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Wall-scaling gecko robotic may mend satellites and easy skyscrapers


See how the Abigaille III can climb partitions the usage of ‘dry adhesive’U4ME


Gecko-inspired robots could be crawling around a space station ceiling one day soon, after trials using dry glue and footpads fitted with thousands of tiny barbs similar to the lizard’s hairs have proven successful in space-like conditions. 

Abigaille, the wall-scaling robot developed by the European Space Agency and electrical engineers Simon Fraser University (SFU) in Canada, might not look like the most elegant of machines as she clambers aloft, nor the fastest. But she’s got more in common with Spider-Man than the rest of us. Although she needs a smooth surface to work properly for now, the recent experiments at the ESA’s Electrical Materials and Process Lab in the Netherlands using a depth-sensing indentation instrument have shown that the dry adhesive Abigaille uses can withstand space temperatures and vacuum conditions. It meant that with her six legs, each with four degrees of freedom of movement, Abigaille could effectively crawl sideways as well as vertically in the conditions without fear of falling.

Geckos adhere to surfaces using their setae — bristle-like structures that are around 100 to 200 nanometres wide and are thought to engage van der Waals forces to stick to both wet and dry surfaces. The enviable trait has been the subject of several other biomimickry trials. In 2007 a team from the Rensselaer Polytechnic Institute and the University of Akron published an article in the Proceedings of the National Academy of Sciences detailing its synthetic “gecko tape”, a polymer surface covered in carbon nanotube hairs. The reusable prototype could stick and unstick on wet and dry surfaces, including Teflon, one of the few surfaces the lizard has trouble with. The patch was four times stickier than a real lizard foot. Then came the ten-times stronger dry gecko glue developed by the University of Dayton, the University of Akron and others in 2008. It was claimed 2.5cm of the glue could stick an 100kg man to a vertical surface.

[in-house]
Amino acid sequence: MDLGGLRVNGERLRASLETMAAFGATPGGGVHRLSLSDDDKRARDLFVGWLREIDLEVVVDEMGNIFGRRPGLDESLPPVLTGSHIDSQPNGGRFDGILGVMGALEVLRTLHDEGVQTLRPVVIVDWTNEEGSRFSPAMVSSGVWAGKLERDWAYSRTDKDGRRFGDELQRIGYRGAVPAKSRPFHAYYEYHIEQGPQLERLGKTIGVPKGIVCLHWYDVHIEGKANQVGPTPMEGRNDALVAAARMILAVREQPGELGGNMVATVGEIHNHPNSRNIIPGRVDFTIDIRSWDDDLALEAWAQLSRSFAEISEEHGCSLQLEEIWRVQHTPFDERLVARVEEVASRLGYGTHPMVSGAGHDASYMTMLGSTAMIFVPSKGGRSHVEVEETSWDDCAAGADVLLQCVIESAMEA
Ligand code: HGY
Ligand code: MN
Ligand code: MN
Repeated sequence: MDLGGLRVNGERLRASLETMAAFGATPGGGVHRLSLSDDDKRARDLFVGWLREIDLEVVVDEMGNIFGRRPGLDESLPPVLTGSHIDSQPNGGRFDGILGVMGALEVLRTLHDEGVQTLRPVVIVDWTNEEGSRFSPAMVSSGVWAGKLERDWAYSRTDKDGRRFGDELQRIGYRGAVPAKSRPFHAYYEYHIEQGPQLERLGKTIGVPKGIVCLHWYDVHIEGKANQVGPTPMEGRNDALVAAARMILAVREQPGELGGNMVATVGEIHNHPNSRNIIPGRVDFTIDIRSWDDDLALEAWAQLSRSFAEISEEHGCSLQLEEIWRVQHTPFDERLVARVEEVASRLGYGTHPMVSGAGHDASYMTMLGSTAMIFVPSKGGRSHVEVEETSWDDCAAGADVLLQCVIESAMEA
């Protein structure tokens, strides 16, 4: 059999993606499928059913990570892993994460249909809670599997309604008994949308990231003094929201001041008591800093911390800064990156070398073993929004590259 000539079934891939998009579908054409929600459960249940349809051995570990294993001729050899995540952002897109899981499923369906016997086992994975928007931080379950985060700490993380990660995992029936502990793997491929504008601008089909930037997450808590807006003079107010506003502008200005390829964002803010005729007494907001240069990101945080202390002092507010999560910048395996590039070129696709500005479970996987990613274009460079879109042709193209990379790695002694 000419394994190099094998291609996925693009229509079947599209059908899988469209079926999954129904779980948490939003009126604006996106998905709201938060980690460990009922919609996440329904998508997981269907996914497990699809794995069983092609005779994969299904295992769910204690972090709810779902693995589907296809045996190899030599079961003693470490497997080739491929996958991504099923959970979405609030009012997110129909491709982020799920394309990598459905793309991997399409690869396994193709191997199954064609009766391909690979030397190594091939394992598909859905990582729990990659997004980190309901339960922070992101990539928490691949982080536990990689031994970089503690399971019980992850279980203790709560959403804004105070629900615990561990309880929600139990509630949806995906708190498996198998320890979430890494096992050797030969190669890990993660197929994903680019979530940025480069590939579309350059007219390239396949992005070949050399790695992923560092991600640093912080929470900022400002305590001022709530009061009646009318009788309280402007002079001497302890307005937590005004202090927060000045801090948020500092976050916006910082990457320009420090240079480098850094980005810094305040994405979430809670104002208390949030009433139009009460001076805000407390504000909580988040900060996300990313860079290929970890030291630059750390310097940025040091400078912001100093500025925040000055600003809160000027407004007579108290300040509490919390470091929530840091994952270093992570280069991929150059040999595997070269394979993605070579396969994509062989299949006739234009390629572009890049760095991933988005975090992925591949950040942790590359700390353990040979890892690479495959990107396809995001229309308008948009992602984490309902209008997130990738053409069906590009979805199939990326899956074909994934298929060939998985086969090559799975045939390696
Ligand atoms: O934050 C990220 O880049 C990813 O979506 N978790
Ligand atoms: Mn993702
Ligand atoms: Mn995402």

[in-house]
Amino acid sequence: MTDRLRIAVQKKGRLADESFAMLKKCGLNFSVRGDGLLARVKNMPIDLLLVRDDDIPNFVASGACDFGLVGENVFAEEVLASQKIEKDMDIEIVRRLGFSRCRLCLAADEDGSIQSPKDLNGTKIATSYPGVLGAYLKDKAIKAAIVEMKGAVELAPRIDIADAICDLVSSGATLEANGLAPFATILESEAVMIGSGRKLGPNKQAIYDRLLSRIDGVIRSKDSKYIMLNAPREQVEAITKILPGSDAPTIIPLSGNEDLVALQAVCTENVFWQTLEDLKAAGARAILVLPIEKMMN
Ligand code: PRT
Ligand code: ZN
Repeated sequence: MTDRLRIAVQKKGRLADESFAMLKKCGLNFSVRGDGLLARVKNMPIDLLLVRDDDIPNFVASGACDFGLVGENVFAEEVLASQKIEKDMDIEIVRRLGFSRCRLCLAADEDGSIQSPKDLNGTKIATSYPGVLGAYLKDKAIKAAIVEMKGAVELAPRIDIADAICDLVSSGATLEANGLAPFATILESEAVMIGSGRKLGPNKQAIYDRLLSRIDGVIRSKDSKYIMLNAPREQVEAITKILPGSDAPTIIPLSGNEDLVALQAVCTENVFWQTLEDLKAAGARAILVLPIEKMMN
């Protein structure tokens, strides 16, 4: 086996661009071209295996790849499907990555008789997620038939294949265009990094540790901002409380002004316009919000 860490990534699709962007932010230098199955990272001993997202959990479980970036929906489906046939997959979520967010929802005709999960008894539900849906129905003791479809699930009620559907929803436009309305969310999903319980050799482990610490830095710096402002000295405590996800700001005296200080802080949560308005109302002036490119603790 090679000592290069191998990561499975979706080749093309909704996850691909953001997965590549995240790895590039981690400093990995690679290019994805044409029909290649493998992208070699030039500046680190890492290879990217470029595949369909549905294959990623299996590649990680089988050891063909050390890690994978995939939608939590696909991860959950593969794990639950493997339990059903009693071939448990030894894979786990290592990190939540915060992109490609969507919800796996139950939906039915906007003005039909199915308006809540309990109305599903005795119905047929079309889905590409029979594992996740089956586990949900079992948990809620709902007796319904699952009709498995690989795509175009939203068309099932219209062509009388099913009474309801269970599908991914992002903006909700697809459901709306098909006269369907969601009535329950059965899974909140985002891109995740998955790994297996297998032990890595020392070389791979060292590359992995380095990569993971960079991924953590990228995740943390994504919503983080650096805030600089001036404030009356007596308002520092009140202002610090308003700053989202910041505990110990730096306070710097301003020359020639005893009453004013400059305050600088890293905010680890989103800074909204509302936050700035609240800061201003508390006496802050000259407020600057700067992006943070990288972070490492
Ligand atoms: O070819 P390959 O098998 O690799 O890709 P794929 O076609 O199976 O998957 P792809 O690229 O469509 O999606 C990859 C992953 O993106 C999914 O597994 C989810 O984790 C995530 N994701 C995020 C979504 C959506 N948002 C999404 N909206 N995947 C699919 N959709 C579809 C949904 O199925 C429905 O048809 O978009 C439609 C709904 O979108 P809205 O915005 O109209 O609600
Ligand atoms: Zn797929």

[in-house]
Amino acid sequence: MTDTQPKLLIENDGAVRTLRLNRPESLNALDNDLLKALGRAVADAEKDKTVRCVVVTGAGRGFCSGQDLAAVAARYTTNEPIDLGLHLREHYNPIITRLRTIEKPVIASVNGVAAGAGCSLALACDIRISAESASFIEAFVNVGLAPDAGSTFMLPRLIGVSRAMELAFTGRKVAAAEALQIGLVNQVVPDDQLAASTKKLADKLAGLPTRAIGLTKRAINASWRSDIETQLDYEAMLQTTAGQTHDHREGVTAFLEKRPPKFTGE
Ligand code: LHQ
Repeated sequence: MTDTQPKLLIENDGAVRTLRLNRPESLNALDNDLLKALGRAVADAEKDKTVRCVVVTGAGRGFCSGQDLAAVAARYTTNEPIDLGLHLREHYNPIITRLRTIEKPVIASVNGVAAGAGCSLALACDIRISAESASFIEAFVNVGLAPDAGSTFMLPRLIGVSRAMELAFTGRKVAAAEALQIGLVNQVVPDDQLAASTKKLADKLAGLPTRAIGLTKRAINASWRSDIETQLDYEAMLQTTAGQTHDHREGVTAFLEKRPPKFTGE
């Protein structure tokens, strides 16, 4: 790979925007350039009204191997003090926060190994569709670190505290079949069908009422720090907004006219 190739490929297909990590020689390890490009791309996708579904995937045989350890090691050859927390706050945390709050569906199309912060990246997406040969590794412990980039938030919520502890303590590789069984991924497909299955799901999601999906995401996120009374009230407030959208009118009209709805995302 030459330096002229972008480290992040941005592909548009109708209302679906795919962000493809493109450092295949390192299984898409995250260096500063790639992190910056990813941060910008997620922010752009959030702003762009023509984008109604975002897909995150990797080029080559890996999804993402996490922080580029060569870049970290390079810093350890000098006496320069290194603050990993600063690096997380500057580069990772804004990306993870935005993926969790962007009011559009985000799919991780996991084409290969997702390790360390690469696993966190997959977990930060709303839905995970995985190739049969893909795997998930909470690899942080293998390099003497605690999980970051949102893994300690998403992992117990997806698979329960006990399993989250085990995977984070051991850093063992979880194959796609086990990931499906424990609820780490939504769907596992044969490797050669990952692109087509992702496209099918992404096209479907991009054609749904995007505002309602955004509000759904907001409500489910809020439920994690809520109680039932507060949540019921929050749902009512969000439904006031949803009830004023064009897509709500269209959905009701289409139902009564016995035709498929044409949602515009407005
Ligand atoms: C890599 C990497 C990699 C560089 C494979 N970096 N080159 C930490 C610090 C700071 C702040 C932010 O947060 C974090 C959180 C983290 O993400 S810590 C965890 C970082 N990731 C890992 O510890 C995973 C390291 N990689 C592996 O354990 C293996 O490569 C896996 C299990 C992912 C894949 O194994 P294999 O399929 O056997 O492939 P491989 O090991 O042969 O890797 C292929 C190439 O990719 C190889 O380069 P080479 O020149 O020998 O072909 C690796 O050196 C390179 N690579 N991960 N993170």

With Abigaille, the team is not looking to be the strongest, biggest and best just yet. It is working on creating an autonomous robot with the agility to scramble over satellites and space stations, to survive in extreme conditions and keep on working and mending machinery when necessary.

“We’ve borrowed techniques from the microelectronics industry to make our own footpad terminators,” explained Michael Henrey of Simon Fraser University in an ESA press release. “Technical limitations mean these are around 100 times larger than a gecko’s hairs, but they are sufficient to support our robot’s weight.”

Dry glues like the one the team used, which retain stickiness in all conditions, have become popular for their universal applications. Henrey explains that in space ordinary tape, such as scotch or duct, would collect dust and give off fumes in vacuum conditions. “Velcro requires a mating surface, and broken hooks could contaminate the robot’s working environment. Magnets can’t stick to composites, for example, and magnetic fields might affect sensitive instruments.” 

Details of the dry adhesive have not yet been released, but an upcoming article in Bionic Engineering  will reveal all. A previous version released in 2011 by the same group at SFU used polydimethylsiloxane for the dry glue, and was trialled on a robot that could move across wall corners at speeds of 3.4cm/s, using sensors to avoid obstacles. 

The results of this latest study, says Henrey, certainly suggest “deployment in space might one day be possible”. This type of robot, the team has suggested, could be useful in planteray exploration, satellite repairs, cleaning skyscrapers or search and rescue operations.


If gecko-like robots aren’t your thing, how about using similar technology to develop a Spidey-suit? Darpa’s Z-Man program “aims to develop biologically inspired climbing aids to enable warfighters to scale vertical walls constructed from typical building materials, while carrying a full combat load, and without the use of ropes or ladders”. It led to the 2012 announcement of a Geckskin adhesive that can hold 300kg onto a flat surface.